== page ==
Someone I used to swap burned CDs with once accused me of liking “pretty music.” I can’t remember exactly how he said it, and, more vexingly, I can’t remember if it was in reference to an album/artist he thought I wouldn’t like or an album/artist I liked that he didn’t. Not being able to recall that last bit kills me, because it makes all the difference. In his estimation, either his musical palate was limited or mine was.
In truth, it’s a moot point. I know my palate skews toward the consonant. I love vocal harmonies, I’m in awe of singers with perfect intonation, I listen to “Clair de lune” all the time, and I have a hard time with genres that… how shall I put this… place undue value on dynamic extremes. In my defense, I’m pretty sure it’s biological, not learned. My mom likes to tell this crazy story about taking me to see fireworks when I was little and panic-running in the opposite direction of the explosions with me in her arms because I was freaking out so violently that she thought I was having a seizure. I still cover my ears when siren-blaring firetrucks drive by. It’s not the most “adult” thing to do, I know.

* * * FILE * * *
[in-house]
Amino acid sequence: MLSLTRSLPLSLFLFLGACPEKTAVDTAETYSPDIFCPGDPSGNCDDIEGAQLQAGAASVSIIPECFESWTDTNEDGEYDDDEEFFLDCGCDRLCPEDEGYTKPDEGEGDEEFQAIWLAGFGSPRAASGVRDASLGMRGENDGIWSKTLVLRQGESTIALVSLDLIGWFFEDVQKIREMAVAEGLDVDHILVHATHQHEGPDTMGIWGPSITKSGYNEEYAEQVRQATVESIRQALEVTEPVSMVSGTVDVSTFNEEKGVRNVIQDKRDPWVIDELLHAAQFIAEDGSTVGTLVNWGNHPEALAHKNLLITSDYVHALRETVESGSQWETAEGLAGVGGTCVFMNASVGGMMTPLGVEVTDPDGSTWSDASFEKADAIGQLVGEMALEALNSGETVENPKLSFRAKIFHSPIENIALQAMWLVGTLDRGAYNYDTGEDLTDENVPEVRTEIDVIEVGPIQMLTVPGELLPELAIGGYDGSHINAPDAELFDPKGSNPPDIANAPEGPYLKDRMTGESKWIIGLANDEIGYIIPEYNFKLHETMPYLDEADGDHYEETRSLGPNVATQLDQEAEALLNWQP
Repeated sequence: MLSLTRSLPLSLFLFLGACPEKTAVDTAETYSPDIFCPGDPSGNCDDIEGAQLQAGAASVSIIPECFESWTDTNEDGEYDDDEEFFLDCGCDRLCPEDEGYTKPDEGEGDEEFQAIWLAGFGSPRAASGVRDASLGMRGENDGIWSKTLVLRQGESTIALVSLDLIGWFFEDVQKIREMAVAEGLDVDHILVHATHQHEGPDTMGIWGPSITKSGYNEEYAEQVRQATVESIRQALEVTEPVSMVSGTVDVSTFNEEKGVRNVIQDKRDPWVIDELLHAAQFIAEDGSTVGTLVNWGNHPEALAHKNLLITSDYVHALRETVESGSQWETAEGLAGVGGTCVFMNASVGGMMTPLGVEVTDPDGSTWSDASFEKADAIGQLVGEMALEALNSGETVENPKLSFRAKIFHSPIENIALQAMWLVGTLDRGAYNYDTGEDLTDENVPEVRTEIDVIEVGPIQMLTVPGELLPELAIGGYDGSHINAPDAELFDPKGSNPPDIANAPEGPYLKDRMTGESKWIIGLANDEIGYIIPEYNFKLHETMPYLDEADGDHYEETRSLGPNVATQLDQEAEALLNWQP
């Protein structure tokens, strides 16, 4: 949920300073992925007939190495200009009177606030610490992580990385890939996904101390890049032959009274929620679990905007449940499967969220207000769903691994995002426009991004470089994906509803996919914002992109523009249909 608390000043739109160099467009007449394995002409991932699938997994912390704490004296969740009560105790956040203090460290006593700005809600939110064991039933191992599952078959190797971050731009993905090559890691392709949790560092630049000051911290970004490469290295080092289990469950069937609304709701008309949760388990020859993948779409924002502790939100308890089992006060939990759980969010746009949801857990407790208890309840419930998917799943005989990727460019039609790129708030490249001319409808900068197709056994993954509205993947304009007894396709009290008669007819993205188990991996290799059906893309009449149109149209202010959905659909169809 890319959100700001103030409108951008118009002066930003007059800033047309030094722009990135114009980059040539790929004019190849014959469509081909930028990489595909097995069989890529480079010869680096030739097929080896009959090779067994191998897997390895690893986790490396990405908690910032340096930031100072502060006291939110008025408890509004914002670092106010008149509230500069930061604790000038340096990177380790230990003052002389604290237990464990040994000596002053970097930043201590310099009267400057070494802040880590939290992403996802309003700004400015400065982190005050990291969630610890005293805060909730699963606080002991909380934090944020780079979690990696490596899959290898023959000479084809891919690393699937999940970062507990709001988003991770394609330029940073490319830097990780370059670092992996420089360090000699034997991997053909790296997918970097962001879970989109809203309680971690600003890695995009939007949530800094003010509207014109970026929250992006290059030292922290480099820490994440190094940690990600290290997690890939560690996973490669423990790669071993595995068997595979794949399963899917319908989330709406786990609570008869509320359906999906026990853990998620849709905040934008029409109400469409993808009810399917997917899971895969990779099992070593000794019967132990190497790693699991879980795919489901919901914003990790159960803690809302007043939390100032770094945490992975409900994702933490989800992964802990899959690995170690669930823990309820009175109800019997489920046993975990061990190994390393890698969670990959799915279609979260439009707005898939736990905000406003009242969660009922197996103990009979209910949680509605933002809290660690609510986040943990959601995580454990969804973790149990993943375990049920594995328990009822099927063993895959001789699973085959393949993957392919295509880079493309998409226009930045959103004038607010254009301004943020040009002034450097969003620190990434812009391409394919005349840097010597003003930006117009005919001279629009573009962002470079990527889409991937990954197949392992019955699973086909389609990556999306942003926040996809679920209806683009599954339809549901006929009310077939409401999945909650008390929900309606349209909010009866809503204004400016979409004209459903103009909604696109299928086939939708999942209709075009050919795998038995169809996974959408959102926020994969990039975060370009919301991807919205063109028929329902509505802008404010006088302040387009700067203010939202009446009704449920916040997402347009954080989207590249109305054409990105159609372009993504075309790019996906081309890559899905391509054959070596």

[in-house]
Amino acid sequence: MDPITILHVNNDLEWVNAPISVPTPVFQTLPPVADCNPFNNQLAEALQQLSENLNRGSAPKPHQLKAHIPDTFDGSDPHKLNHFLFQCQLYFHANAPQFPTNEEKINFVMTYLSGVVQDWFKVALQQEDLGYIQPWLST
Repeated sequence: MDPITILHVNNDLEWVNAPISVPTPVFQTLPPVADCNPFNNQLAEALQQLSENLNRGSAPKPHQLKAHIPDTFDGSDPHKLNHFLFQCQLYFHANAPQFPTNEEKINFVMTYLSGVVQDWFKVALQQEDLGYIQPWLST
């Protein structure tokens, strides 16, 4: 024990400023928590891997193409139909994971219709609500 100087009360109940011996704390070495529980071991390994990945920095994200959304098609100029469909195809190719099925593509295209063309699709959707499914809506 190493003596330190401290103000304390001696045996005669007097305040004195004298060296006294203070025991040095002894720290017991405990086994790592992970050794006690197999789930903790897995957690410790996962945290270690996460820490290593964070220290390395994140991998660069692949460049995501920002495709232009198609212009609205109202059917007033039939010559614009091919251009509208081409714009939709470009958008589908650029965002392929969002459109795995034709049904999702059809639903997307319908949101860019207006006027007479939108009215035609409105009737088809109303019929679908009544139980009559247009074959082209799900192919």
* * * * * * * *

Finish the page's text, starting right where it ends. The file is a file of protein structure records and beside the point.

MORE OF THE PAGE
Some have expressed surprise at Billie Joe Armstrong’s participation in the Foreverly project — “A punk rocker covering Every Brothers tunes?!? No wai!” — but we shouldn’t be too shocked. There’s plenty of evidence that Green Day’s lead singer likes pretty music too.
His band has always emphasized melody — all three members can sing, and the vocal harmony on the chorus of “Basket Case” still strikes me as the very image of gorgeous simplicity. Still, I must confess to experiencing a She’s All That-style, taking-off-the-glasses-and-dispensing-with-the-pony-tail moment when sampling Foreverly for the first time. I’d never heard Armstrong’s voice so clearly or focused on it so intently.
Blame that on my tendency to be distracted by loud, distorted noises, or on the folks who mix and master Green Day’s albums. Whatever. Doesn’t matter. It’s all water under the bridge, because I’m so happy that this opportunity to zoom in on his vocal chords arose. They’re fascinating. There’s a smallness to the way Armstrong sings that I’d characterize as anything but negative. Not only does it give his voice a singular shape, it makes him a perfect candidate for a project like this, where coexistence is the raison d’etre. I love how his voice blends with Norah Jones’, and I’d venture to guess that, regardless of your biological makeup, these harmonies are just plain good for you. Like, physically — their sweetness has to be rearranging your brain is some better, more orderly way. I can almost feel it.
See what you think by sampling a pair of tracks below, and keep a lookout for the album’s official release, on November 25.